Cury, Ricardo C / Abbara, Suhny / Achenbach, Stephan / Agatston, Arthur / Berman, Daniel S / Budoff, Matthew J / Dill, Karin E / Jacobs, Jill E / Maroules, Christopher D / Rubin, Geoffrey D / Rybicki, Frank J / Schoepf, U Joseph / Shaw, Leslee J / Stillman, Arthur E / White, Charles S / Woodard, Pamela K / Leipsic, Jonathon A. ·Miami Cardiac and Vascular Institute, Baptist Hospital of Miami, 8900 N Kendall Drive, Miami, FL, 33176, United States. Electronic address: rcury@baptisthealth.net. · Department of Radiology, 5323 Harry Hines Blvd, Dallas, TX, 75390, United States. Electronic address: Suhny.Abbara@UTSouthwestern.edu. · Friedrich-Alexander-Universität, Erlangen-Nürnberg, Department of Cardiology, Ulmenweg 18, 90154, Erlangen, Germany. Electronic address: Stephan.Achenbach@uk-erlangen.de. · Baptist Health Medical Grp, 1691 Michigan Avenue, Miami, FL, 33139, United States. Electronic address: ArthurSAg@baptisthealth.net. · Cedars-Sinai Med Center, 8700 Beverly Boulevard, Taper Building, Rm 1258, Los Angeles, CA, 90048, United States. Electronic address: bermand@cshs.org. · 1124 W. Carson Street, Torrance, CA, 90502, United States. Electronic address: mbudoff@labiomed.org. · 5841 South Maryland Ave, MC2026, Chicago, IL, 60637, United States. Electronic address: kdill@radiology.bsd.uchicago.edu. · 550 First Avenue, New York, NY, 10016, United States. Electronic address: jill.jacobs@nyumc.org. · Department of Radiology, 5323 Harry Hines Blvd, Dallas, TX, 75390, United States. Electronic address: christopher.maroules@gmail.com. · 2400 Pratt Street, Room 8020, DCRI Box 17969, Durham, NC, 27715, United States. Electronic address: grubin@duke.edu. · The Ottawa Hospital General Campus, 501 Smyth Rd, Ottawa, ON, CA K1H 8L6, Canada. Electronic address: frybicki@toh.on.ca. · 25 Courtenay Dr., Charleston, SC, 29425, United States. Electronic address: schoepf@musc.edu. · 1256 Briarcliff Rd. NE, Rm 529, Atlanta, GA, 30324, United States. Electronic address: lshaw3@emory.edu. · 1364 Clifton Road, NE, Atlanta, GA, 30322, United States. Electronic address: aestill@emory.edu. · University of Maryland, 22 S. Greene St., Baltimore, MD, 21201, United States. Electronic address: cwhite@umm.edu. · Mallinckrodt Instit of Radiology, 510 S Kingshighway Blvd, St. Louis, MO, 63110, United States. Electronic address: woodardp@mir.wustl.edu. · Department of Radiology|St. Paul's Hospital, 2nd Floor, Providence Building, 1081 Burrard Street, Vancouver, BC, V6Z 1Y6, United States. Electronic address: jleipsic@providencehealth.bc.ca. ·J Cardiovasc Comput Tomogr · Pubmed #27318587.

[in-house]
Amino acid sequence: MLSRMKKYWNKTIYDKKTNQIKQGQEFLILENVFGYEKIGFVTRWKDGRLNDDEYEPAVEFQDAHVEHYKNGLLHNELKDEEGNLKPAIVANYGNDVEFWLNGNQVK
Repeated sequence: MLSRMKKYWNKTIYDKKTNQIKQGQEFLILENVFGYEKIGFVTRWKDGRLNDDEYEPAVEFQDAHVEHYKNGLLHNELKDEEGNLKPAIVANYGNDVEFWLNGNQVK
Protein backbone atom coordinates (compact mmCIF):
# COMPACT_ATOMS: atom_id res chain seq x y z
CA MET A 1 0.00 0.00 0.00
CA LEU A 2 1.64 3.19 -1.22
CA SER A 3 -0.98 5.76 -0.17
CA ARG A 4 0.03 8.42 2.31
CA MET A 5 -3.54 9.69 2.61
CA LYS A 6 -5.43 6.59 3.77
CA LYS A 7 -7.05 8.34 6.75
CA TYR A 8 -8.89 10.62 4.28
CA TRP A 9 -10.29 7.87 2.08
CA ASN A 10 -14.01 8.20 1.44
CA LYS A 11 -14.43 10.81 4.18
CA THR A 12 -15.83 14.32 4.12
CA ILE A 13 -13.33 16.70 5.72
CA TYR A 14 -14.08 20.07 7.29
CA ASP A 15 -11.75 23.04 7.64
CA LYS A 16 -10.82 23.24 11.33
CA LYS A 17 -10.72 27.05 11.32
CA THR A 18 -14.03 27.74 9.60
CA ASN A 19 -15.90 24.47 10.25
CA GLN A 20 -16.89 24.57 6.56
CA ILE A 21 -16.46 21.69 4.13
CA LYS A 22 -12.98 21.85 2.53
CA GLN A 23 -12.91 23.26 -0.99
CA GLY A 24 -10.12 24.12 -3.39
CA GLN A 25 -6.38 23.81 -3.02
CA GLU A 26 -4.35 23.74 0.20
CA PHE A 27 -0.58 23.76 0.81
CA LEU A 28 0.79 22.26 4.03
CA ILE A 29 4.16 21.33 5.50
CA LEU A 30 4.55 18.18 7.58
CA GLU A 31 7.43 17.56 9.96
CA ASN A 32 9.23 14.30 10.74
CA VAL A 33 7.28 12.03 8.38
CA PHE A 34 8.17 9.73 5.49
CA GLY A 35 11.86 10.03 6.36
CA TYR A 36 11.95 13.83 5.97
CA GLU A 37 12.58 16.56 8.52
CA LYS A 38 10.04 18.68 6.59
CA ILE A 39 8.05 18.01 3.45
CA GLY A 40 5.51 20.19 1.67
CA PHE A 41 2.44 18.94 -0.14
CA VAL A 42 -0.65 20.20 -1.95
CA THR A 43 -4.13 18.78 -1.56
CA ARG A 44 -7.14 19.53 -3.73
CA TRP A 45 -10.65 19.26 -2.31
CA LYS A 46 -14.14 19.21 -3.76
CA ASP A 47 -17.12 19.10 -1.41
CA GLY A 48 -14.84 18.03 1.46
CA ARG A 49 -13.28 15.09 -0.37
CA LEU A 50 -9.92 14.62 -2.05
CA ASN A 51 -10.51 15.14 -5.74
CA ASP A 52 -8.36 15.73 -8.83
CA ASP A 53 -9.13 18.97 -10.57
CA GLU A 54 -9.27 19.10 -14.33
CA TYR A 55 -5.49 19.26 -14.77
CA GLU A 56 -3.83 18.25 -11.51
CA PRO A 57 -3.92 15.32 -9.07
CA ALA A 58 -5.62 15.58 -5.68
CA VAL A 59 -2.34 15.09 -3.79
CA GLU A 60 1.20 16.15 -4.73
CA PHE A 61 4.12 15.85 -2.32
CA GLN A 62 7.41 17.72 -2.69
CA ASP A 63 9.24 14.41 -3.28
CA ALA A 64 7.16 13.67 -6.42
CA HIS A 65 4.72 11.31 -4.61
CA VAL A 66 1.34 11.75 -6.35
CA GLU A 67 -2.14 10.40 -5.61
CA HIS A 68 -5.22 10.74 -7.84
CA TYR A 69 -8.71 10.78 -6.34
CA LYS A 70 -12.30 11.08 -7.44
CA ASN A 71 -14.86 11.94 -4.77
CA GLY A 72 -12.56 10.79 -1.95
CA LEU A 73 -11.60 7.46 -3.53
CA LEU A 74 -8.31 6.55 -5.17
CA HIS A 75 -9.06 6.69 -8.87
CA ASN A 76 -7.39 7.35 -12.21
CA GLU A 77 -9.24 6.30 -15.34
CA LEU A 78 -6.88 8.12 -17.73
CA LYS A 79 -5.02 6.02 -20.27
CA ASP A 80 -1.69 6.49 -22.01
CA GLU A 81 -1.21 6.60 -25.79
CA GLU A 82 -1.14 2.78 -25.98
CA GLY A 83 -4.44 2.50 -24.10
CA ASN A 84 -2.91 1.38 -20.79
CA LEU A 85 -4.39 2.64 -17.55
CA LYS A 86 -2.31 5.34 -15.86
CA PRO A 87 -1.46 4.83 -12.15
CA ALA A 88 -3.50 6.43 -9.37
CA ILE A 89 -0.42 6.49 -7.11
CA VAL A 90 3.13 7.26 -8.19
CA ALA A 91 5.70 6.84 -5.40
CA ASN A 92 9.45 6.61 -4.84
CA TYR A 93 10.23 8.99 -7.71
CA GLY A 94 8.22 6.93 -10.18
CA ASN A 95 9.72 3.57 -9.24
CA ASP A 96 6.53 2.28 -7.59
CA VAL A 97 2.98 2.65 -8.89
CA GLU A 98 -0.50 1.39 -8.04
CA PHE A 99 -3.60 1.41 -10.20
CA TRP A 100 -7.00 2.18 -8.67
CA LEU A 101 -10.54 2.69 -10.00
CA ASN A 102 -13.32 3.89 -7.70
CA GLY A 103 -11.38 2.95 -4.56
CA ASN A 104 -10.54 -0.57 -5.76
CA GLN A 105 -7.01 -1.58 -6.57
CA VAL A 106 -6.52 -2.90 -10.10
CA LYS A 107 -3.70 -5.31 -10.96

ABSTRACT: The intent of CAD-RADS - Coronary Artery Disease Reporting and Data System is to create a standardized method to communicate findings of coronary CT angiography (coronary CTA) in order to facilitate decision-making regarding further patient management. The suggested CAD-RADS classification is applied on a per-patient basis and represents the highest-grade coronary artery lesion documented by coronary CTA. It ranges from CAD-RADS 0 (Zero) for the complete absence of stenosis and plaque to CAD-RADS 5 for the presence of at least one totally occluded coronary artery and should always be interpreted in conjunction with the impression found in the report. Specific recommendations are provided for further management of patients with stable or acute chest pain based on the CAD-RADS classification. The main goal of CAD-RADS is to standardize reporting of coronary CTA results and to facilitate communication of test results to referring physicians along with suggestions for subsequent patient management. In addition, CAD-RADS will provide a framework of standardization that may benefit education, research, peer-review and quality assurance with the potential to ultimately result in improved quality of care.

5 Review ACR Appropriateness Criteria Acute Nonspecific Chest Pain-Low Probability of Coronary Artery Disease. 2015

Hoffmann, Udo / Akers, Scott R / Brown, Richard K J / Cummings, Kristopher W / Cury, Ricardo C / Greenberg, S Bruce / Ho, Vincent B / Hsu, Joe Y / Min, James K / Panchal, Kalpesh K / Stillman, Arthur E / Woodard, Pamela K / Jacobs, Jill E. ·Massachusetts General Hospital and Harvard Medical School, Boston, Massachusetts. Electronic address: uhoffmann@partners.org. · VA Medical Center, Philadelphia, Pennsylvania. · University Hospital, Ann Arbor, Michigan. · Mallinckrodt Institute of Radiology, Washington University School of Medicine, St Louis, Missouri. · Miami Cardiac and Vascular Institute and Baptist Health of South Florida, Miami, Florida. · Arkansas Children's Hospital, Little Rock, Arkansas. · Uniformed Services University of the Health Sciences, Bethesda, Maryland. · Diagnostic Imaging, Los Angeles, California. · Cedars Sinai Medical Center, Los Angeles, California, American College of Cardiology. · University of Cincinnati Hospital, Cincinnati, Ohio. · Emory University Hospital, Atlanta, Georgia. · New York University Medical Center, New York, New York. ·J Am Coll Radiol · Pubmed #26653833.